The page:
Given its historical and present roles in Latin American societies, coffee has generated substantial interest and information. Documents up to the mid-20th century have been partly digitized by researchers or generated in electronic format by inter/national organizations after 1960. Digitized information at first primarily focused on time series, censuses, and other quantitative data to address economic and technological aspects, and on other primary and secondary sources for social and political ones. Historical and cultural geography and environmental and rural history of coffee-producing areas have resorted to scanned or digital maps and geographical information systems (GIS), together with aerial photography after mid-century and satellite images since the 1990s, as well as datasets on climate and diseases, and scientific or technical reports. Digital collections of audio/video recordings, paintings, and photographs expanded the range of sources and topics. Digitizing research involves critical and creative source work; it is also more than digitizing sources. Creating and linking databases containing nominal information, together with archival sources and oral history, has allowed researchers to further integrate quantitative and qualitative methods. Software for network or content analysis, genealogy, and timelines has been used increasingly. Machine-learning, exploration of big data, and historical/spatial data mining are still incipient for Latin American coffee. Digital resources—combined with other sources and methods, guided by appropriate research questions in a theoretical/epistemological framework—are key for meaningful and systematic comparative discussions of national/local processes within a regional/global context. However, many digital resources are not publicly accessible or require payment; historical datasets should be public goods. Much work is yet required to digitize documents such as accounting of coffee estates, customs records, and associations’ minutes, as well as multiple secondary sources. Digitalizing historical research on coffee is a learning process and requires additional expertise; convergent and cross-disciplinary methodological approaches are needed to comprehensively address the economic, environmental, social, political, and cultural history of coffee.
Digital Resources: Researching Coffee in Latin American History
Mario Samper Kutschbach
Zoos in Latin America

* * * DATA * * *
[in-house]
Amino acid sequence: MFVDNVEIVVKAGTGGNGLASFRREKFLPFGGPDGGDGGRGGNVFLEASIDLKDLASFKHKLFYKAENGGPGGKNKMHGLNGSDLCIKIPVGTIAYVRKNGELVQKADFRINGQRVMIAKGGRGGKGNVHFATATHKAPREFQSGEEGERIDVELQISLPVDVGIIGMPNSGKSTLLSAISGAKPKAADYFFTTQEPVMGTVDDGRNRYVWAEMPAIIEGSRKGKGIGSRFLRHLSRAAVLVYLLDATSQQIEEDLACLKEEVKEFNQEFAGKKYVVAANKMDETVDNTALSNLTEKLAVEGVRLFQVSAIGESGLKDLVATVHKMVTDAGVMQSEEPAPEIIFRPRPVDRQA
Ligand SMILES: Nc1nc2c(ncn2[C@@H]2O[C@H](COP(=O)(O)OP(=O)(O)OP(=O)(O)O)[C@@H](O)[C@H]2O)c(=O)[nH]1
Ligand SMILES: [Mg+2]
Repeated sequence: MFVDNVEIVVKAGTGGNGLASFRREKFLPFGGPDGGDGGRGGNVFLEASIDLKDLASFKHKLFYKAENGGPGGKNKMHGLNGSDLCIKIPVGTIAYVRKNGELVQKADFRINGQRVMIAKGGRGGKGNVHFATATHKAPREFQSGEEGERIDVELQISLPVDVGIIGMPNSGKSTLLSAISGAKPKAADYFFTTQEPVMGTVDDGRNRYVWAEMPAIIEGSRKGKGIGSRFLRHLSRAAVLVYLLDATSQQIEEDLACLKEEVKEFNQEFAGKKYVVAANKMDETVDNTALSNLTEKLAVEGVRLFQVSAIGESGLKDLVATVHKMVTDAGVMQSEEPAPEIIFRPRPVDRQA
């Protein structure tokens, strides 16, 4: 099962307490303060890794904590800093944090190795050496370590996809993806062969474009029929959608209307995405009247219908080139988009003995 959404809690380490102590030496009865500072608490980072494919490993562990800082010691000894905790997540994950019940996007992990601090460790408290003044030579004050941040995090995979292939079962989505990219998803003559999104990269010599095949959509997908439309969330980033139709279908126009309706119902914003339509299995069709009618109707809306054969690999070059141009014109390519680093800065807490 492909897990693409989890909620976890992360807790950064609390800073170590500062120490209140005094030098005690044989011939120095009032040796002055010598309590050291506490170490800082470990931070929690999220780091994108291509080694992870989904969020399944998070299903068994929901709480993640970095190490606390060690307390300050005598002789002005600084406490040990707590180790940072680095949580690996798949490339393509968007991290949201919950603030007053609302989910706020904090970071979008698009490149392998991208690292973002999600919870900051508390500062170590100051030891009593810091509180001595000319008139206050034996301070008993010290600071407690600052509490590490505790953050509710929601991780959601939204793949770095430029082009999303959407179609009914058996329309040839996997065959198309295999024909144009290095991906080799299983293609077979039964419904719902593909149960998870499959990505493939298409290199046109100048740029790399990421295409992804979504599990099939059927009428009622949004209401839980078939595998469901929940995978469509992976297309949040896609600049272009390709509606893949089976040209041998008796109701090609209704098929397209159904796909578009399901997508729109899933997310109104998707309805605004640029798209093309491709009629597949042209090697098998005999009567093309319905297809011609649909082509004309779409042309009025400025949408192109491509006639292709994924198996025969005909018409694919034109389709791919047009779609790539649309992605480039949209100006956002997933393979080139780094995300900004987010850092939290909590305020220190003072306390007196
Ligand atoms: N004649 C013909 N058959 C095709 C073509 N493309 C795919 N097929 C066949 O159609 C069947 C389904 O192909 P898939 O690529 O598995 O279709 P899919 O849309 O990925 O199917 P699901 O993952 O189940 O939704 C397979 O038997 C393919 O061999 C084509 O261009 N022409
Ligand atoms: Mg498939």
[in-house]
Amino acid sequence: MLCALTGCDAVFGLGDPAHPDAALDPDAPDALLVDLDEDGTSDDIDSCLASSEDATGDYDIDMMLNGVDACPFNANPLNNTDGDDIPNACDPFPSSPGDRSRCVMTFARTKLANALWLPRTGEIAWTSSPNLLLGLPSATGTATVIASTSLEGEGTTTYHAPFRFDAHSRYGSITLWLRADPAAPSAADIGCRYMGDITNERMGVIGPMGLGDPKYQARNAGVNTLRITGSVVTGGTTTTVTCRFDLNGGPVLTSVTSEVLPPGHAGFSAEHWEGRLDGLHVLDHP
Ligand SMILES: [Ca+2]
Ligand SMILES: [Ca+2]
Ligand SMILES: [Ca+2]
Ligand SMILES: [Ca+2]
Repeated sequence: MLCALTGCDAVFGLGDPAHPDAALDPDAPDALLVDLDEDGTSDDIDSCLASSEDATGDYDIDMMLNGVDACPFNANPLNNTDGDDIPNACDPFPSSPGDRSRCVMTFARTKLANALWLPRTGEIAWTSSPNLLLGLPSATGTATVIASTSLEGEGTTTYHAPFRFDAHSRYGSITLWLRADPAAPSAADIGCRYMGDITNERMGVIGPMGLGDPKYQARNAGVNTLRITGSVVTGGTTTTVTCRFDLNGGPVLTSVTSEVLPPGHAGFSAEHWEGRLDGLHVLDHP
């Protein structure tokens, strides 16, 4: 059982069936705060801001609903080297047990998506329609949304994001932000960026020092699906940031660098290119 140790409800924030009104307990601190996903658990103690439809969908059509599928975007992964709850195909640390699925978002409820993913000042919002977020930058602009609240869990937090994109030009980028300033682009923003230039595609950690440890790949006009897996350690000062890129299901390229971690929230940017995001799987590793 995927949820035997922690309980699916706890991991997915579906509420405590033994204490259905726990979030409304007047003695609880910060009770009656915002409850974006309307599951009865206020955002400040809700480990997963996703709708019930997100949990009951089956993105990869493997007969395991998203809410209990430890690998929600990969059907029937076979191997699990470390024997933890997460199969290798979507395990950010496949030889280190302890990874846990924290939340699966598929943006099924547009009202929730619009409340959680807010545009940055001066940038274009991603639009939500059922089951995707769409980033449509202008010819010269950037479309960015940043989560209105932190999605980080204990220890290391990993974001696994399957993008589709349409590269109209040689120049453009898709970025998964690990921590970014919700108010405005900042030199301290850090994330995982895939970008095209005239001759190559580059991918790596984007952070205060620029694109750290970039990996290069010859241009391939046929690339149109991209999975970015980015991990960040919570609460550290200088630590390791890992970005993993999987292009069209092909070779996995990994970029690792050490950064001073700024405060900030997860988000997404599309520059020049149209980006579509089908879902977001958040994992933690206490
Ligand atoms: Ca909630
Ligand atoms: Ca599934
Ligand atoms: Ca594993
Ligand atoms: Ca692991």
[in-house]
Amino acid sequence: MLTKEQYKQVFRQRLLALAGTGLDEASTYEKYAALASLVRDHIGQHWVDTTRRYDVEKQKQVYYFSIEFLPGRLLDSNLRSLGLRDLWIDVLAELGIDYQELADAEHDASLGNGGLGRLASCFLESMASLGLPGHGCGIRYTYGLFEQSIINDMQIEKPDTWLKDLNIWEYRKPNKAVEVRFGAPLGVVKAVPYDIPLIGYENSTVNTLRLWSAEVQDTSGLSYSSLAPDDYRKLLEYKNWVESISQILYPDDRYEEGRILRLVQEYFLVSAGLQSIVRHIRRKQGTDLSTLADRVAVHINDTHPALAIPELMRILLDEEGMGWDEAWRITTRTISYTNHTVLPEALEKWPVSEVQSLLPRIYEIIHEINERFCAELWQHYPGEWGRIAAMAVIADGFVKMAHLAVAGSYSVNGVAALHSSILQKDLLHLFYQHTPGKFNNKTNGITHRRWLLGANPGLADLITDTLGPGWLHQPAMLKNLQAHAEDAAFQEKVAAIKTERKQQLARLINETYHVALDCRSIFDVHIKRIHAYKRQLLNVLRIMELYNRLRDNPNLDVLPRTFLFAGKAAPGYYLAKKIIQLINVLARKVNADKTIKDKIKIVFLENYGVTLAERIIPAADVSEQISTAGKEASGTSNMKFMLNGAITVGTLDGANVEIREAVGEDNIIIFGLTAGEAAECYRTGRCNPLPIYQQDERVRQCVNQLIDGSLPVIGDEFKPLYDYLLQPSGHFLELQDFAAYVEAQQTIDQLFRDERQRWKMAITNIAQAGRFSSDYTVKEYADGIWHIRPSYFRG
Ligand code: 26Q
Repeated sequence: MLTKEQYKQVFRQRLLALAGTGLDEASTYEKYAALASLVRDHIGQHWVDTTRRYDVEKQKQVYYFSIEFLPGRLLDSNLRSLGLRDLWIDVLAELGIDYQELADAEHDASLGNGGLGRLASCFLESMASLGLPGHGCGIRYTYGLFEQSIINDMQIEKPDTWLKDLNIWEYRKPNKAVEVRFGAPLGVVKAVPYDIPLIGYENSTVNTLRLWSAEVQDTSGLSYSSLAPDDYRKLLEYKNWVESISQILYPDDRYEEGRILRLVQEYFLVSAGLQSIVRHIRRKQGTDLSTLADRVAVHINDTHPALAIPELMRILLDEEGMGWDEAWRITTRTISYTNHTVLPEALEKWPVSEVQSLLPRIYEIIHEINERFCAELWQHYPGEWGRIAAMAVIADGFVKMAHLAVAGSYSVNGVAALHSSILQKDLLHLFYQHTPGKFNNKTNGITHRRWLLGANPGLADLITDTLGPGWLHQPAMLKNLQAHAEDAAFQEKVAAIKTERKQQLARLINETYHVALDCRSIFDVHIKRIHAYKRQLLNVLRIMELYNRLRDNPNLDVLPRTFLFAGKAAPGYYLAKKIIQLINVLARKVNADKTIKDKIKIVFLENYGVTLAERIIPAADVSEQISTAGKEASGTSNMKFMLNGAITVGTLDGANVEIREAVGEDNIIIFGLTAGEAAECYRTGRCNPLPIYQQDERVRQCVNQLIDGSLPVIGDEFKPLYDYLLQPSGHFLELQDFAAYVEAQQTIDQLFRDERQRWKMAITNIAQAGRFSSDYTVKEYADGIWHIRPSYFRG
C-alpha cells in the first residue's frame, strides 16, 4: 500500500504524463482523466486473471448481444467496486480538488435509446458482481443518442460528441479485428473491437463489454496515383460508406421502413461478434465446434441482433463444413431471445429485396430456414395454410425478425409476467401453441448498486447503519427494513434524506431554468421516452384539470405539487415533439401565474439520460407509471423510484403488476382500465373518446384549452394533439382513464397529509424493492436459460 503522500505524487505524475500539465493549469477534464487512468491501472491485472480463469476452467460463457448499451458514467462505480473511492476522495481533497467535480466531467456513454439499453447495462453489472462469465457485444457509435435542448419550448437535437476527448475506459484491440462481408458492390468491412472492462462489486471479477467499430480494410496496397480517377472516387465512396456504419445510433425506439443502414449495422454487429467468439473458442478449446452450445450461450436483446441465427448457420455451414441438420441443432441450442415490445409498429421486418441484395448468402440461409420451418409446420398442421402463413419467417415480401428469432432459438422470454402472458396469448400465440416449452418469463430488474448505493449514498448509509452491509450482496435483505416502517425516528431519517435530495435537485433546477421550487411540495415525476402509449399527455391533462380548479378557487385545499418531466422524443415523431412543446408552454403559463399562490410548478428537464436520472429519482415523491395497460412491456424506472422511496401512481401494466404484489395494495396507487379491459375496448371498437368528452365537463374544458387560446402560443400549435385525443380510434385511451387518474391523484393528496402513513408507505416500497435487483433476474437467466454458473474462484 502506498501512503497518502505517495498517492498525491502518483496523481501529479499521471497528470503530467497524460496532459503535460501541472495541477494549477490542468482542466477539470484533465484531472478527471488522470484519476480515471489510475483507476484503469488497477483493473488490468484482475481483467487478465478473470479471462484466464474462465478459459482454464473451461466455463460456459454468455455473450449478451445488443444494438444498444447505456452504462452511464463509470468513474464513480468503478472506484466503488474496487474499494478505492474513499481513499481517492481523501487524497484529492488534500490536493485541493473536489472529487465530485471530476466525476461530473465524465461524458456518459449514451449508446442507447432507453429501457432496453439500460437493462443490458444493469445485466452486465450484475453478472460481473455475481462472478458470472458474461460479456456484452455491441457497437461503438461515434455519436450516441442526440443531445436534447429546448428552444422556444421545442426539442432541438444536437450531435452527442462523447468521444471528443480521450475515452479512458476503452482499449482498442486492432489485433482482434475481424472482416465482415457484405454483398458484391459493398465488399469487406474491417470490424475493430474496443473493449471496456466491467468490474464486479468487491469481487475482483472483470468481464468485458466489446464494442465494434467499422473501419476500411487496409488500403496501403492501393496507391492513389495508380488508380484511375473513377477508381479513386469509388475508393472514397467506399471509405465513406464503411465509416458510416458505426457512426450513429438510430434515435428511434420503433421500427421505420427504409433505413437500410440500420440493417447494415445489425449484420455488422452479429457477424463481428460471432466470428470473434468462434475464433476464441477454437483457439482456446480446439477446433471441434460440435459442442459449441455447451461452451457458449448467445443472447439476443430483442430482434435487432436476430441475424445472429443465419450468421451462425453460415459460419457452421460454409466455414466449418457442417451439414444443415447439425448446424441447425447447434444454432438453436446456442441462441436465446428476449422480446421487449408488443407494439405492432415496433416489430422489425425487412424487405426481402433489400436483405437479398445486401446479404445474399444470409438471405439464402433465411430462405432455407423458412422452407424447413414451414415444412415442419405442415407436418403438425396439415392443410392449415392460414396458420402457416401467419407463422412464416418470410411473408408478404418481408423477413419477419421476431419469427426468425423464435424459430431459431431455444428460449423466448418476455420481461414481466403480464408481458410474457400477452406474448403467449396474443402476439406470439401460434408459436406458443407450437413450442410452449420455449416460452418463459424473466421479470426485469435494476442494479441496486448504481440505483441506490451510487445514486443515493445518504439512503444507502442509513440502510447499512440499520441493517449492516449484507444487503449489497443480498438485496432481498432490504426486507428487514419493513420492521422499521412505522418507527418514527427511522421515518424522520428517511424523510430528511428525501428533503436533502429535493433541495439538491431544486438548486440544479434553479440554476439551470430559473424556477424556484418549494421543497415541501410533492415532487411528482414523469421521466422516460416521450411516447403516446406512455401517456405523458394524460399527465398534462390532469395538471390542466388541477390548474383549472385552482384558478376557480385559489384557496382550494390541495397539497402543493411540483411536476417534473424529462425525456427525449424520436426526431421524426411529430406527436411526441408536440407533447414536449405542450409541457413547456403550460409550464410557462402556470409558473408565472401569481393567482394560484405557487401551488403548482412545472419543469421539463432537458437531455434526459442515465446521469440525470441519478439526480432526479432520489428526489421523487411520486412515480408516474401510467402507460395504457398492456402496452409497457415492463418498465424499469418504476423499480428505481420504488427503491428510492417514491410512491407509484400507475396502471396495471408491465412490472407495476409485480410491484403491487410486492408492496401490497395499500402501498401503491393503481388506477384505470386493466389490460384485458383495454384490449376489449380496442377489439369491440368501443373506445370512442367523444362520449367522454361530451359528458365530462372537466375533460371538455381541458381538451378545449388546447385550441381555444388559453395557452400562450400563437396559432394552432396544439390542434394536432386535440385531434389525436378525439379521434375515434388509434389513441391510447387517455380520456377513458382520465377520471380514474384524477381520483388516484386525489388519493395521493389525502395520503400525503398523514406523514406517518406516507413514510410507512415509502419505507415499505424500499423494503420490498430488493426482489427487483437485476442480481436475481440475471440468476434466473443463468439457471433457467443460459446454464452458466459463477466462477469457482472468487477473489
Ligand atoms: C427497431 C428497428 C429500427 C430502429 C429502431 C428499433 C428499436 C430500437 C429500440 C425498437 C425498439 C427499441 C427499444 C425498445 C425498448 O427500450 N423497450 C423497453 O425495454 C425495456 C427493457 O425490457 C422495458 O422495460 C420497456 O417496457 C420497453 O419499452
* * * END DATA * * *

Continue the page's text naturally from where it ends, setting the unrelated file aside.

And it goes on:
Regina Horta Duarte
Modern zoos emerged as mass entertainment, spaces of public leisure and of culture. In the past, they served as monuments and expressions of the degree of “civilization” and progress of a city and its respective country. In Latin America, zoos date from the last quarter of the 19th century. The history of Latin American zoos is a political, cultural, and social history. The conditions of their creation and operation over the decades have conferred important specificities to these institutions. Since their inception, zoos in Latin America have reflected nationalistic aspirations, civilizational projects, and social transformation. Over the decades, the history of many zoos has blended with natural history in Latin America, as many zoo founders were important scientists. The development of new sensitivities toward animals also follows the history of zoos in Latin America from the beginning, because the first animal protection societies appeared at the same time. Today, zoos face vigorous claims from animal rights activists calling for their closure. In view of so many challenges, these institutions are reinventing themselves with an increased focus on conservation and environmental education, joining international zoological societies with high standards of quality. Among several of these societies, the Latin American Association of Zoological Parks and Aquariums (ALPZA) stands out. Founded in 1990, ALPZA organizes, reshapes, and integrates Latin American zoos, establishing global connections. Various actors play a role in the defense and contestation of zoos, such as politicians, scientists, conservationists, animal protection societies, anti-zoo activists, visitors, administrators, officials, and, of course, thousands of wild animals from all over the world who have lived in Latin American cities for decades.